Oct. 30 - A total of 24 provinces, autonomous regions and municipalities across China have delivered economic growth above the national average in the first three quarters, while growth in coastal regions ramped up in the third quarter, according to local government data.
North China's Tianjin led the nation with 13.9 percent year-on-year GDP growth in the first three quarters, while Guangdong, the country's economic powerhouse, posted 7.9 percent year-on-year growth.
In the first three quarters, China's economy grew 7.7 percent, the lowest in the past three years. National figures are not necessarily a compilation of local data.
But an improvement for coastal regions' GDP figures suggests the country's growth decline might be stabilizing, as eastern provinces are regarded to be the most sensitive to economic fluctuations.
Among the 11 regions that saw more spirited economic activity in the third quarter, seven are coastal areas. Guangdong's GDP growth in the first three quarters was 0.5 of a percentage point higher than that recorded for the first half of the year, while Zhejiang's growth in the first three quarters was 0.3 of a percentage point higher than in the first half.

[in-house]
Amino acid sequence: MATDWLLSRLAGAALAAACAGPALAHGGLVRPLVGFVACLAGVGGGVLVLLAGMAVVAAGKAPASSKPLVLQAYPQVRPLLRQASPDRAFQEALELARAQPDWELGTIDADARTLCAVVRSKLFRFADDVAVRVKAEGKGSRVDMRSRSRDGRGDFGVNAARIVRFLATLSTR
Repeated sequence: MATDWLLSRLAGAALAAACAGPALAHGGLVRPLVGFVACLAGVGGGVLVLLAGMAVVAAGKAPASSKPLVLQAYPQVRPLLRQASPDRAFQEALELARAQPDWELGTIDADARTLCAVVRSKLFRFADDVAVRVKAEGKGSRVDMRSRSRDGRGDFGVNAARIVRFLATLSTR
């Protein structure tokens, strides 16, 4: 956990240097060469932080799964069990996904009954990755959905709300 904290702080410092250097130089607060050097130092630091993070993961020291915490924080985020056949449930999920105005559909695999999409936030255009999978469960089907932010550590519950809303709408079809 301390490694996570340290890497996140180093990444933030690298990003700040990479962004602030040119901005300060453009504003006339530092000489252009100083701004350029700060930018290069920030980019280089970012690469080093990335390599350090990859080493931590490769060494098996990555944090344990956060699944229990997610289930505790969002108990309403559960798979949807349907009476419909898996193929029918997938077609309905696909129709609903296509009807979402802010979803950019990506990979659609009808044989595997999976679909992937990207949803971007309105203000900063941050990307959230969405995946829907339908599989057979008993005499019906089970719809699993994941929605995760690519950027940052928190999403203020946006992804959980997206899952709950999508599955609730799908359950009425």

Li Wei, an economist at Standard Chartered Bank in Shanghai, said the acceleration in the eastern provinces' growth is "restorative" as it had generally been declining since the middle of 2011.
Li attributed the growth to the slow recovery of the US economy and a batch of local government stimulus packages.
"But the positive effects of the massive investment stimulus package introduced by the central government in 2009 are fading, while its negative effects are surfacing, which is taking its toll on central and western China," Li said.
He added that the current economic slowdown is mostly cyclical rather than structural, as the absence of massive investment schemes and a global economic malaise, rather than weakening domestic demand, were the major contributory factors.
Domestic consumption contributed to 55 percent of GDP growth in the first three quarters, which was the first time it had contributed to growth more than investment.
But Ha Jiming, vice-chairman and chief investment strategist of Goldman Sach's investment management division for China, said in a recent interview that structural factors, such as rising labor costs, accounted for 40 percent of the current slowdown.
"If structural factors, rather than cyclical ones, are the major causes, a large stimulus plan from the government would be of little help," Ha said.